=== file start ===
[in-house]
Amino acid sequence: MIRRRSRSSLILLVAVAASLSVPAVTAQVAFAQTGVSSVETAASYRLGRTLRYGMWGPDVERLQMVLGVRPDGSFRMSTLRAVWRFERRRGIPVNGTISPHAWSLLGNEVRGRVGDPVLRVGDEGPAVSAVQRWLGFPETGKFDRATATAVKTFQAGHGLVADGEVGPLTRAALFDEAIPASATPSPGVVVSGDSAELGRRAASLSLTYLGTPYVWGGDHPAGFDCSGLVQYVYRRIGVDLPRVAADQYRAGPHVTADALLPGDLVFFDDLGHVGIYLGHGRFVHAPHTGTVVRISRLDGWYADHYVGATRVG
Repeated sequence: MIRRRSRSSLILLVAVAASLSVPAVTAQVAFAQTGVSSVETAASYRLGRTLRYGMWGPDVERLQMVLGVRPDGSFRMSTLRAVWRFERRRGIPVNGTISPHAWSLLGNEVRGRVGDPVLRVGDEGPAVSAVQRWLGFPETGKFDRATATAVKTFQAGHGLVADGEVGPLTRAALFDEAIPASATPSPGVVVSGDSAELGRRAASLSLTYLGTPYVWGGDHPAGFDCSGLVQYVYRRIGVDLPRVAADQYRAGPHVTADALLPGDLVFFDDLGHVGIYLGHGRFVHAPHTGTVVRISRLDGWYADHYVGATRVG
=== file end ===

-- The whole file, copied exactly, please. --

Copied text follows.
[in-house]
Amino acid sequence: MIRRRSRSSLILLVAVAASLSVPAVTAQVAFAQTGVSSVETAASYRLGRTLRYGMWGPDVERLQMVLGVRPDGSFRMSTLRAVWRFERRRGIPVNGTISPHAWSLLGNEVRGRVGDPVLRVGDEGPAVSAVQRWLGFPETGKFDRATATAVKTFQAGHGLVADGEVGPLTRAALFDEAIPASATPSPGVVVSGDSAELGRRAASLSLTYLGTPYVWGGDHPAGFDCSGLVQYVYRRIGVDLPRVAADQYRAGPHVTADALLPGDLVFFDDLGHVGIYLGHGRFVHAPHTGTVVRISRLDGWYADHYVGATRVG
Repeated sequence: MIRRRSRSSLILLVAVAASLSVPAVTAQVAFAQTGVSSVETAASYRLGRTLRYGMWGPDVERLQMVLGVRPDGSFRMSTLRAVWRFERRRGIPVNGTISPHAWSLLGNEVRGRVGDPVLRVGDEGPAVSAVQRWLGFPETGKFDRATATAVKTFQAGHGLVADGEVGPLTRAALFDEAIPASATPSPGVVVSGDSAELGRRAASLSLTYLGTPYVWGGDHPAGFDCSGLVQYVYRRIGVDLPRVAADQYRAGPHVTADALLPGDLVFFDDLGHVGIYLGHGRFVHAPHTGTVVRISRLDGWYADHYVGATRVG